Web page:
Best Management Practices to Enhance Winter Shaded Creeping Bentgrass Golf Greens.
Christian Baldwin, Haibo Liu, Lambert McCarty, and Steven Long. Clemson Univ., Dept. Of Horticulture, Dept. Of Horticulture, Clemson, SC 29631, United States of America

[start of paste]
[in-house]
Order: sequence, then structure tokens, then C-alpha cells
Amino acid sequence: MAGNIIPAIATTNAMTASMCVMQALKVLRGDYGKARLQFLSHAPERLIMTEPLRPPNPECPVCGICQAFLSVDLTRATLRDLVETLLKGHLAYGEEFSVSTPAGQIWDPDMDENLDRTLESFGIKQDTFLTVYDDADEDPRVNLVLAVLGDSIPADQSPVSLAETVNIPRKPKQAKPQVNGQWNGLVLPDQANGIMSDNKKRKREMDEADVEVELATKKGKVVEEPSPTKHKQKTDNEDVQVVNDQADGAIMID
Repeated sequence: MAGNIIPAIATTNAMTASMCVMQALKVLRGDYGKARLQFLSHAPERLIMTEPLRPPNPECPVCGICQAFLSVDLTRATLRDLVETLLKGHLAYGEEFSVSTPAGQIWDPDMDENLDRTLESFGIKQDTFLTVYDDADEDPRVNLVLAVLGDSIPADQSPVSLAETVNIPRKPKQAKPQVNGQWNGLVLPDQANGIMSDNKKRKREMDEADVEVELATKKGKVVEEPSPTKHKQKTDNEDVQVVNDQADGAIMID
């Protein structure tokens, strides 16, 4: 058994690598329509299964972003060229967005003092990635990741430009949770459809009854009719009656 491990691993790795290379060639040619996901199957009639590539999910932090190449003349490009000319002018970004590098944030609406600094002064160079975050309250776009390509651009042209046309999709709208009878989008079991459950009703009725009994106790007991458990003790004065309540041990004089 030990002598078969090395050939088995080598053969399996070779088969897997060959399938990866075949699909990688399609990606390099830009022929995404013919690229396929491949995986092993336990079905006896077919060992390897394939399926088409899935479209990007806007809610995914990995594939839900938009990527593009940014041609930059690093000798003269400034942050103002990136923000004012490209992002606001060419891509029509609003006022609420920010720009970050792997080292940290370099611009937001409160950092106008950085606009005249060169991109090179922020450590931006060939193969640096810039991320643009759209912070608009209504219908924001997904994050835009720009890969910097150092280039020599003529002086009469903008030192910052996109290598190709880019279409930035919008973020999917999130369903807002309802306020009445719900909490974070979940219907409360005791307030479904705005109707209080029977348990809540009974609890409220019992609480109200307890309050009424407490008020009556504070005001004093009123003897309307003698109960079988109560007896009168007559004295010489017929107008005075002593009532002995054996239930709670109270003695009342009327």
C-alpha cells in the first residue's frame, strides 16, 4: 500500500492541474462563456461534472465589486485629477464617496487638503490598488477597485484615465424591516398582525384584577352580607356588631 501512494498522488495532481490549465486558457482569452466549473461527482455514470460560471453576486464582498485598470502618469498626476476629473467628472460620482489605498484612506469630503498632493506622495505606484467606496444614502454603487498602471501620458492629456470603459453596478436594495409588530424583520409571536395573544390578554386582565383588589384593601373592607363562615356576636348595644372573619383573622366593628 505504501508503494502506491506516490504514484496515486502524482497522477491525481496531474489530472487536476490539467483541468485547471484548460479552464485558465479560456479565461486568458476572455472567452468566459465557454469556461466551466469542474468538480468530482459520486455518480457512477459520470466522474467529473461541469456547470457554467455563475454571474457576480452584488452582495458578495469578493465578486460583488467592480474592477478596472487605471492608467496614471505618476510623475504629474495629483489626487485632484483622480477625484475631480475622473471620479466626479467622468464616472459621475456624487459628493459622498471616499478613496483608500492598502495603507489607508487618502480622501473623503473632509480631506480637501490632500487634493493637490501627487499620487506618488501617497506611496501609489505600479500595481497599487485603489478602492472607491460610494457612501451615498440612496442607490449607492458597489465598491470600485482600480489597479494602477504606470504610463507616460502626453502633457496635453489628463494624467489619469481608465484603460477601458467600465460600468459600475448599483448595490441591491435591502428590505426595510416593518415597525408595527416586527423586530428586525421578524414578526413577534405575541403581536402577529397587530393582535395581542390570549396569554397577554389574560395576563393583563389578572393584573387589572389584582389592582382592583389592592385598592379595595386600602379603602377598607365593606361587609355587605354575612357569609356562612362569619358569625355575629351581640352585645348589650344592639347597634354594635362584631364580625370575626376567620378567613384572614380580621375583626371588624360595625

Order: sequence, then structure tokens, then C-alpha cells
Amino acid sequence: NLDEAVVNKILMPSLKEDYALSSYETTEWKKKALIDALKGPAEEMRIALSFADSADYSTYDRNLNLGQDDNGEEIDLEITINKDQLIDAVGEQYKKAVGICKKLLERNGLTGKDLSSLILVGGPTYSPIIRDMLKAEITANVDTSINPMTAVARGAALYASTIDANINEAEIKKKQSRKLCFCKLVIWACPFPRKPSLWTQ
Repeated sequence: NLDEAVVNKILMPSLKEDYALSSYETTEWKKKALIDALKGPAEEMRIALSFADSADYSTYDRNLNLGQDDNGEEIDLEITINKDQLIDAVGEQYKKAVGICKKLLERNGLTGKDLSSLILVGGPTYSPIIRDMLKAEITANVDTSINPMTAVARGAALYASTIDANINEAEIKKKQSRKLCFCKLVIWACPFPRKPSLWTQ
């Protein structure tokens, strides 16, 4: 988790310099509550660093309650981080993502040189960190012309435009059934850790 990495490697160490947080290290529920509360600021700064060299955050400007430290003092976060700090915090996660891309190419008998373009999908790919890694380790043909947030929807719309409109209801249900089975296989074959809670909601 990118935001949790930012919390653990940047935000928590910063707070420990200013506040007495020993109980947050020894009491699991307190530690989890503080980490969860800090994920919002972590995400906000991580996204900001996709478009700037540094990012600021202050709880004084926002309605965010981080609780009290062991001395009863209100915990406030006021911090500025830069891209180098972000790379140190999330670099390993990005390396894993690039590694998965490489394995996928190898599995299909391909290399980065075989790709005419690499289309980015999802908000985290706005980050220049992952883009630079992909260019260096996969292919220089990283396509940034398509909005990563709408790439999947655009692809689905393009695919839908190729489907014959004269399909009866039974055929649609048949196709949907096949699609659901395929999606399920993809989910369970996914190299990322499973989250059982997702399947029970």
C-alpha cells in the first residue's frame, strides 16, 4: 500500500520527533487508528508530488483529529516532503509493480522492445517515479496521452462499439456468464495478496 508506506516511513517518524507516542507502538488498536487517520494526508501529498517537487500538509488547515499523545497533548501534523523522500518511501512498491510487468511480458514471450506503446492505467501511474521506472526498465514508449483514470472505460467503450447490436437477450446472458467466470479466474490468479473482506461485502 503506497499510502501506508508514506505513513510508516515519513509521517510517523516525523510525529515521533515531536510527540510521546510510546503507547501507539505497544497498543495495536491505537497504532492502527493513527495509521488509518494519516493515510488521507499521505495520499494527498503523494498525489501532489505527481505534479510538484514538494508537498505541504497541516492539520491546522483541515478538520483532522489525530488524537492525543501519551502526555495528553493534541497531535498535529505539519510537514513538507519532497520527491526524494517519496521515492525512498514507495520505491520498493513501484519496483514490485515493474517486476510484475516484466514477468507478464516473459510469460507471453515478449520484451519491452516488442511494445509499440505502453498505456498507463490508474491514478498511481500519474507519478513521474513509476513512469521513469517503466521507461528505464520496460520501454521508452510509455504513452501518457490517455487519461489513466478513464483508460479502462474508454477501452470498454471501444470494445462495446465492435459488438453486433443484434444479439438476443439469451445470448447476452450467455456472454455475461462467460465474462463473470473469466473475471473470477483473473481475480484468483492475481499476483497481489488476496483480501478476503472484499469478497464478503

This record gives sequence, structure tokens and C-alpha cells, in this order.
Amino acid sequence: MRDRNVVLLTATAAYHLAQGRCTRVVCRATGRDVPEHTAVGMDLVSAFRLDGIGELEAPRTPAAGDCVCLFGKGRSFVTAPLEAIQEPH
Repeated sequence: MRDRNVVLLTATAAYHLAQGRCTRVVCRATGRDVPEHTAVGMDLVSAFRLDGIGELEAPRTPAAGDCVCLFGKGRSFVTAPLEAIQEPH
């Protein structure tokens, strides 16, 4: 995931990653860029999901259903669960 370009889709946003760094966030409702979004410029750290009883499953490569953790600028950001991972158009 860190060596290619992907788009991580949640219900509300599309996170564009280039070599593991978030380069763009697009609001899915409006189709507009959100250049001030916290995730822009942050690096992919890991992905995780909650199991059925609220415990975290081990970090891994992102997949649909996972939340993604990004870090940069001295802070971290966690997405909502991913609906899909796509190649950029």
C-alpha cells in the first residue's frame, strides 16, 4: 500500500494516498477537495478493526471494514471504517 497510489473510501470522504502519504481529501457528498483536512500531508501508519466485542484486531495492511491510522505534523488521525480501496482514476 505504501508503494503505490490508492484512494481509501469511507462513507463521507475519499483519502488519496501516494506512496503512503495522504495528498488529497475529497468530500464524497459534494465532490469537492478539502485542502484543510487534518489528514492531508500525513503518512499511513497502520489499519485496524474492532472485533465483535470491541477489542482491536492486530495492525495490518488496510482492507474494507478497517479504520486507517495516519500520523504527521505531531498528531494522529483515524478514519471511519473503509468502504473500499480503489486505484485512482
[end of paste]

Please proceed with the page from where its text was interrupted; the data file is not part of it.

Due to dramatic temperature variation in the warm climatic region of the transition zone, creeping bentgrass putting greens face many stresses and agronomic challenges year round, including shade. To minimize shade damage, repeated trinexapac-ethyl (4-(cyclopropyl-a-hydroxy-methylene)-3,5-dioxy-cyclohexanecarboxylic acid ethyl ester) applications have proven beneficial in minimizing summer shade stress. Currently, morning shade is considered more detrimental than afternoon shade, however, research studies are conflicting. Therefore, a two-year replicated field study is in progress to evaluate the winter shade tolerance of ‘L93’ creeping bentgrass (Agrostis stolonifera var. palustris (Huds.) to various reduced light environments (55% and 95%), effect of morning vs. afternoon shade, effect of trinexapac-ethyl (TE) application on shade tolerance, and the effect winter shading has on turfgrass quality (TQ) during stressful summer months. Data collection for each treatment includes visual TQ, total root biomass, total non-structural carbohydrates (TNC), clipping yield, chlorophyll content, daily light measurements (PPFD), and monthly canopy and soil temperature. The 55% afternoon treatment maintained acceptable TQ throughout winter for both years. Consistent bi-weekly TE applications during winter negatively impacted bentgrass growth and color, however, trinexapac-ethyl enhanced spring recovery from 95% winter shade damage. Morning or afternoon shade minimally impacted parameters measured.